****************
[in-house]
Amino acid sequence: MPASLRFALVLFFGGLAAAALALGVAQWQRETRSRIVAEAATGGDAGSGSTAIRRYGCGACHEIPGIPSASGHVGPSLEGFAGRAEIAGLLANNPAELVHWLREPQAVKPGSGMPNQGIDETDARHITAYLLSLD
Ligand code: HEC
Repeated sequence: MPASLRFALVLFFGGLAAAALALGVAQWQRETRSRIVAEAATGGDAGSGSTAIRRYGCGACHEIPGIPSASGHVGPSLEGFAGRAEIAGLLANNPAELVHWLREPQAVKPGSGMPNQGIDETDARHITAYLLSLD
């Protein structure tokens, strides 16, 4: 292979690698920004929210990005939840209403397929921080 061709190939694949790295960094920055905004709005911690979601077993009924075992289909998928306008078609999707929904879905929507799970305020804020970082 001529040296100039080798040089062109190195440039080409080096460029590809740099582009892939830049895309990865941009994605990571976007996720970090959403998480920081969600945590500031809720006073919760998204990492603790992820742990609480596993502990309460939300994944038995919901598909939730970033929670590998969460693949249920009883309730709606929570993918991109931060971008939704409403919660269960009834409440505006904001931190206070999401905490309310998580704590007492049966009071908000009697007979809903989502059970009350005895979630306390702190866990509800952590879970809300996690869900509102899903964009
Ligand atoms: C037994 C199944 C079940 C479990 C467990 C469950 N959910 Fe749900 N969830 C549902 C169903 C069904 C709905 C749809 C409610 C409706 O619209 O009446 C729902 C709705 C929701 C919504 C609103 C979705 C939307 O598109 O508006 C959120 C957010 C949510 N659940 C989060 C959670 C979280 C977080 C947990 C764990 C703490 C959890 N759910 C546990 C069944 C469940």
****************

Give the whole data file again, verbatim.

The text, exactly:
[in-house]
Amino acid sequence: MPASLRFALVLFFGGLAAAALALGVAQWQRETRSRIVAEAATGGDAGSGSTAIRRYGCGACHEIPGIPSASGHVGPSLEGFAGRAEIAGLLANNPAELVHWLREPQAVKPGSGMPNQGIDETDARHITAYLLSLD
Ligand code: HEC
Repeated sequence: MPASLRFALVLFFGGLAAAALALGVAQWQRETRSRIVAEAATGGDAGSGSTAIRRYGCGACHEIPGIPSASGHVGPSLEGFAGRAEIAGLLANNPAELVHWLREPQAVKPGSGMPNQGIDETDARHITAYLLSLD
């Protein structure tokens, strides 16, 4: 292979690698920004929210990005939840209403397929921080 061709190939694949790295960094920055905004709005911690979601077993009924075992289909998928306008078609999707929904879905929507799970305020804020970082 001529040296100039080798040089062109190195440039080409080096460029590809740099582009892939830049895309990865941009994605990571976007996720970090959403998480920081969600945590500031809720006073919760998204990492603790992820742990609480596993502990309460939300994944038995919901598909939730970033929670590998969460693949249920009883309730709606929570993918991109931060971008939704409403919660269960009834409440505006904001931190206070999401905490309310998580704590007492049966009071908000009697007979809903989502059970009350005895979630306390702190866990509800952590879970809300996690869900509102899903964009
Ligand atoms: C037994 C199944 C079940 C479990 C467990 C469950 N959910 Fe749900 N969830 C549902 C169903 C069904 C709905 C749809 C409610 C409706 O619209 O009446 C729902 C709705 C929701 C919504 C609103 C979705 C939307 O598109 O508006 C959120 C957010 C949510 N659940 C989060 C959670 C979280 C977080 C947990 C764990 C703490 C959890 N759910 C546990 C069944 C469940």